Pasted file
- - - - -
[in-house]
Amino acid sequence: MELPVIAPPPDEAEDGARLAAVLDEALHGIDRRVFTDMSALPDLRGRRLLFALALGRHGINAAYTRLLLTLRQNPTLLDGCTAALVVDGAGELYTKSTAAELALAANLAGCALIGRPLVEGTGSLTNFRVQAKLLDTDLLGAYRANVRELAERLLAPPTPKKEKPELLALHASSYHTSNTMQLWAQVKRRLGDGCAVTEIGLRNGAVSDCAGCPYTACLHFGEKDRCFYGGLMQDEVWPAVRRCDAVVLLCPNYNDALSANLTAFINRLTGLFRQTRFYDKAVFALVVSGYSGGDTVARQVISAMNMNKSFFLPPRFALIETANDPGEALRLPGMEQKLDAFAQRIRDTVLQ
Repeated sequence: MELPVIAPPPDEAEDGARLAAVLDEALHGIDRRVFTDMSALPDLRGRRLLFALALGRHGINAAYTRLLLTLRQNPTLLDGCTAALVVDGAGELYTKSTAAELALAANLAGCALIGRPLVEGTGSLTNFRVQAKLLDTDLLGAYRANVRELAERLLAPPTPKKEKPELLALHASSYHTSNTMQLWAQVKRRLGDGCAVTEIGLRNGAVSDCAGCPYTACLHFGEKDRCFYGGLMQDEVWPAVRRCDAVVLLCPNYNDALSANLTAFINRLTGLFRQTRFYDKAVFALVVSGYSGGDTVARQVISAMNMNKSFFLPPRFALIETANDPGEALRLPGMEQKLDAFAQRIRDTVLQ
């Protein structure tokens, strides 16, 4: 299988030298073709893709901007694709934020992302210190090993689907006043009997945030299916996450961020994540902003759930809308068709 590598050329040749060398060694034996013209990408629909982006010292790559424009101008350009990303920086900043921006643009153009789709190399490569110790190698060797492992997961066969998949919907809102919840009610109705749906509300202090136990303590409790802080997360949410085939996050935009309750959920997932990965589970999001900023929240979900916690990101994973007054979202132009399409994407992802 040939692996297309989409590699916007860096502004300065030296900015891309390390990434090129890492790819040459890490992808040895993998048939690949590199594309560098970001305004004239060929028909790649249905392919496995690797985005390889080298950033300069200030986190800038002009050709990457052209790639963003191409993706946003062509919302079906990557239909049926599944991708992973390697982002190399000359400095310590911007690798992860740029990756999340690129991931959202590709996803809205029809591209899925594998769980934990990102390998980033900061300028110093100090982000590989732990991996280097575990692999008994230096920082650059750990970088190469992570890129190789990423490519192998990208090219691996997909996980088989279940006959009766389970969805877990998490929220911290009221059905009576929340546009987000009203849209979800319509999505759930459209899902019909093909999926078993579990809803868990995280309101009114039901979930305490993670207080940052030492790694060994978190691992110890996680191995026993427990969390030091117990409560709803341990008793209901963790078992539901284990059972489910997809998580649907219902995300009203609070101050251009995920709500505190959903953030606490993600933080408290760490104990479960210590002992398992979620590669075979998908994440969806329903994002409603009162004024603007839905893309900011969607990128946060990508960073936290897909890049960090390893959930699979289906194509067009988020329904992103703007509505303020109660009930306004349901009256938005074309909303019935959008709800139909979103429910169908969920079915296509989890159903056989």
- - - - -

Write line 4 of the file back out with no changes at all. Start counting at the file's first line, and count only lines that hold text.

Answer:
């Protein structure tokens, strides 16, 4: 299988030298073709893709901007694709934020992302210190090993689907006043009997945030299916996450961020994540902003759930809308068709 590598050329040749060398060694034996013209990408629909982006010292790559424009101008350009990303920086900043921006643009153009789709190399490569110790190698060797492992997961066969998949919907809102919840009610109705749906509300202090136990303590409790802080997360949410085939996050935009309750959920997932990965589970999001900023929240979900916690990101994973007054979202132009399409994407992802 040939692996297309989409590699916007860096502004300065030296900015891309390390990434090129890492790819040459890490992808040895993998048939690949590199594309560098970001305004004239060929028909790649249905392919496995690797985005390889080298950033300069200030986190800038002009050709990457052209790639963003191409993706946003062509919302079906990557239909049926599944991708992973390697982002190399000359400095310590911007690798992860740029990756999340690129991931959202590709996803809205029809591209899925594998769980934990990102390998980033900061300028110093100090982000590989732990991996280097575990692999008994230096920082650059750990970088190469992570890129190789990423490519192998990208090219691996997909996980088989279940006959009766389970969805877990998490929220911290009221059905009576929340546009987000009203849209979800319509999505759930459209899902019909093909999926078993579990809803868990995280309101009114039901979930305490993670207080940052030492790694060994978190691992110890996680191995026993427990969390030091117990409560709803341990008793209901963790078992539901284990059972489910997809998580649907219902995300009203609070101050251009995920709500505190959903953030606490993600933080408290760490104990479960210590002992398992979620590669075979998908994440969806329903994002409603009162004024603007839905893309900011969607990128946060990508960073936290897909890049960090390893959930699979289906194509067009988020329904992103703007509505303020109660009930306004349901009256938005074309909303019935959008709800139909979103429910169908969920079915296509989890159903056989």